Let us pray…Guide us today, Lord, as we approach your Word. Remind us that we are free because we are your creation and we are free from sin because of the price paid by Jesus on the cross. Bless our meditation on this Scripture today. Amen.
In the early days of the Jesus movement, there was often disagreement over what Jesus said, what Jesus meant to say, and how his followers were supposed to live in a culture so different from the kingdom Jesus talked about. Come to think of it, these same disagreements exist today in churches all over the world. One of the chief disagreements was between faithful Jews who also followed Jesus and the Gentile believers who knew nothing of ancient Jewish laws and customs. The problem centered on claims that one comes to Christ, not just by virtue of the cross, but only by also obeying the Laws of Moses; thus the emphasis on circumcision as a requirement for salvation. It is to this particular disagreement that Paul speaks in his Letter to the Galatians.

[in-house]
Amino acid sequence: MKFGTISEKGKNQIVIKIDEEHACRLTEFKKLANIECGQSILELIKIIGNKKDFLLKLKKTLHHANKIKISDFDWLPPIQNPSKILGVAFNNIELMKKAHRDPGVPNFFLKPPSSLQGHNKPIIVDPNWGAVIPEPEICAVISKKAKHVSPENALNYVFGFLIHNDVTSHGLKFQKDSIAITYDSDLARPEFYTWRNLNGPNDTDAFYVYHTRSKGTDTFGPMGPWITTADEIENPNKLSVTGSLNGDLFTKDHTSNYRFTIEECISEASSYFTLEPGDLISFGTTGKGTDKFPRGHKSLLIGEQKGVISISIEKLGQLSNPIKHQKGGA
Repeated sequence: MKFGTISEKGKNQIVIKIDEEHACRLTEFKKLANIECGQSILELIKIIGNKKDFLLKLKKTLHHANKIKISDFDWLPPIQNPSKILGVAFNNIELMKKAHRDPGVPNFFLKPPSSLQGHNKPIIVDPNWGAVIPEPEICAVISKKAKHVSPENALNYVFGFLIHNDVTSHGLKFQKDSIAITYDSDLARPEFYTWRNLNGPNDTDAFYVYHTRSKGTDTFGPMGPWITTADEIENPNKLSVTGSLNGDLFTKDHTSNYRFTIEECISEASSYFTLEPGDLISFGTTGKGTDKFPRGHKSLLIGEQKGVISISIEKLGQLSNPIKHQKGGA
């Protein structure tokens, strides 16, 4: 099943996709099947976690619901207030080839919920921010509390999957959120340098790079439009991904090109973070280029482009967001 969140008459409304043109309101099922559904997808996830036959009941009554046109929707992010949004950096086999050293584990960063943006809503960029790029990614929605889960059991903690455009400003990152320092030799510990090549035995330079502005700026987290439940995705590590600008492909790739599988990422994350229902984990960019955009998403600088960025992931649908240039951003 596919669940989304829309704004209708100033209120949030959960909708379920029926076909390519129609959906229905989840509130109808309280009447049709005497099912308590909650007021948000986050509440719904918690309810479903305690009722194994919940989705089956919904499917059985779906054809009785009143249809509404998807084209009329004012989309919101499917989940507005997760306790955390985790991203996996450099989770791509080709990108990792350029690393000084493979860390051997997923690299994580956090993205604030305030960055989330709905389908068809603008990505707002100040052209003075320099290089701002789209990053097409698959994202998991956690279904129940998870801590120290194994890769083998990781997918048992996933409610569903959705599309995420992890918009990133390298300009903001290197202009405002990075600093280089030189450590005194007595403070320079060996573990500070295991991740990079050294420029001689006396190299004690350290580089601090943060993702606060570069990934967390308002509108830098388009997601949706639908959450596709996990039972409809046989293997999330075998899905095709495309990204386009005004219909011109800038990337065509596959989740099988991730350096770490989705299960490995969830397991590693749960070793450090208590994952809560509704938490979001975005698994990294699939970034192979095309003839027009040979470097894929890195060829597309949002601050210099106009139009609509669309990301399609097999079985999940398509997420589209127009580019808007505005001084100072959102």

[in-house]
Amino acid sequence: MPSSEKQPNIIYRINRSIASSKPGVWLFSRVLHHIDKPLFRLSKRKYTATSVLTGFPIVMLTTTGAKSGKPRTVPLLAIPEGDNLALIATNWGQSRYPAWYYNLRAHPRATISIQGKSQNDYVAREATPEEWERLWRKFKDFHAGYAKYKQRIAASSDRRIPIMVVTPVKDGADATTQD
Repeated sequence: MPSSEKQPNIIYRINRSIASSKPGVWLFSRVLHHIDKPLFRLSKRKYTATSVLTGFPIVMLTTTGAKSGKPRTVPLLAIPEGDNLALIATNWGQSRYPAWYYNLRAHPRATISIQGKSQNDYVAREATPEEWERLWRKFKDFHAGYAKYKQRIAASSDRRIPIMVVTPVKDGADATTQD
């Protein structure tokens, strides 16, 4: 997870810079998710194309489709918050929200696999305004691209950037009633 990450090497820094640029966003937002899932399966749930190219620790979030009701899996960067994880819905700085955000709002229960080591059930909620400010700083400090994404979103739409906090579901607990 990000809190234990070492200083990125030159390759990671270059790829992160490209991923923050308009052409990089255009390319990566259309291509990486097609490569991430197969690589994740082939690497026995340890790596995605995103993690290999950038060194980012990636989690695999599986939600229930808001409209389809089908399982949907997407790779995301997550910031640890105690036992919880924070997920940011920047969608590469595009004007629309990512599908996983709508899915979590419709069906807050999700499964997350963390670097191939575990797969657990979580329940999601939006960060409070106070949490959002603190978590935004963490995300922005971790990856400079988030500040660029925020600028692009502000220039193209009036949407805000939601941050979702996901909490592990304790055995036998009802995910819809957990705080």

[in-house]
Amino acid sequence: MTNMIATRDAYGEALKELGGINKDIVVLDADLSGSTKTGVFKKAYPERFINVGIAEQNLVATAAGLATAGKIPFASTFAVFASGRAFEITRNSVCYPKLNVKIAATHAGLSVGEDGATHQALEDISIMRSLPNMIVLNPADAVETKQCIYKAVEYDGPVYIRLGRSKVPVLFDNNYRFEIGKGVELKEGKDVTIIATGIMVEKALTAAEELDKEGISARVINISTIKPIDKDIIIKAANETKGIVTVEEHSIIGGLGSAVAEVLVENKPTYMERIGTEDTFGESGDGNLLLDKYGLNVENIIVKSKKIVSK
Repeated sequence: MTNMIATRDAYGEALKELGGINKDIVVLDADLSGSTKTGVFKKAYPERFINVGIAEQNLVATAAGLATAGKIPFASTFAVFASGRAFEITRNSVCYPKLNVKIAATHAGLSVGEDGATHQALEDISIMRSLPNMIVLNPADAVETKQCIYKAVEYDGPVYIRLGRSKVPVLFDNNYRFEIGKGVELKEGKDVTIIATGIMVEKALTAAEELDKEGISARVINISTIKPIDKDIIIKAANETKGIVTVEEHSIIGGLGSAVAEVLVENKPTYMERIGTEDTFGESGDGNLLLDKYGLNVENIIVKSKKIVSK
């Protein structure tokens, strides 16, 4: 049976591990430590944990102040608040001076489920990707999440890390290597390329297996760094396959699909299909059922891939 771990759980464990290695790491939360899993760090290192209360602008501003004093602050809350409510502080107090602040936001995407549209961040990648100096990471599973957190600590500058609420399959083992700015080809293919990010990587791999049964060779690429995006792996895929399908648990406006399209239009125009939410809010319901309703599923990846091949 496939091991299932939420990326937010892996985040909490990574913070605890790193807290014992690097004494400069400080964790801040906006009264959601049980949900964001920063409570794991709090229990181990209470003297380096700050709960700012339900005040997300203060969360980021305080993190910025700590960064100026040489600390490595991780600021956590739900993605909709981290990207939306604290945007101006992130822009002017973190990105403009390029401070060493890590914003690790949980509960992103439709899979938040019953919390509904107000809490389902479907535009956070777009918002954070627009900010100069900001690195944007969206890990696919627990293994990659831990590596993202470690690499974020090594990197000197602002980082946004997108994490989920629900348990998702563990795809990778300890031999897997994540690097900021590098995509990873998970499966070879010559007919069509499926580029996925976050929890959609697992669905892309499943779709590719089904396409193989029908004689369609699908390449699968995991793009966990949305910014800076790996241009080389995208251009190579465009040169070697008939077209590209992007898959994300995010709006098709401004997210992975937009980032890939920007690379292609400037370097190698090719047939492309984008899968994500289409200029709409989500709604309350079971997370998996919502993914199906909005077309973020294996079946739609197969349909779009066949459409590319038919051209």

Why is Paul so concerned about this issue? I believe it is because he sees this as a distraction from the real message of Jesus. Jesus did not say go and be circumcised;
he said go and make disciples. Paul says that circumcision doesn’t matter…What matters is being a new creation in Christ. If we look back at Chapter 5 of this letter, we hear Paul say: “For freedom Christ has set us free.” He goes on: “For you were called to freedom, brothers and sisters; only do not use your freedom as an opportunity for self-indulgence, but through love become slaves to one another. For the whole law is summed up in a single commandment, ‘You shall love your neighbor as yourself.’ If, however, you bite and devour one another, take care that you are not consumed by one another.”
Jesus redeemed us from slavery to sin and eternal death; he gave us our freedom. But, what is our freedom for? – Obedience to God and servanthood to each other, born from love. Now, I know you’ve heard all that before and you may be tired of me reminding you to Love God, Love Others, and Change the World. I get it and I don’t blame you. Today’s reading gives us a different way of looking at this issue that may offer a fresh perspective. Paul is upset because some people are putting obstacles in the way of other people who want to follow Jesus. I have to wonder if some of that is still going on today. Do church people today sometimes, often without realizing it, put “stuff” in between potential believers and the real Jesus? Do we say to people:
- “Your religious experience must mirror mine?”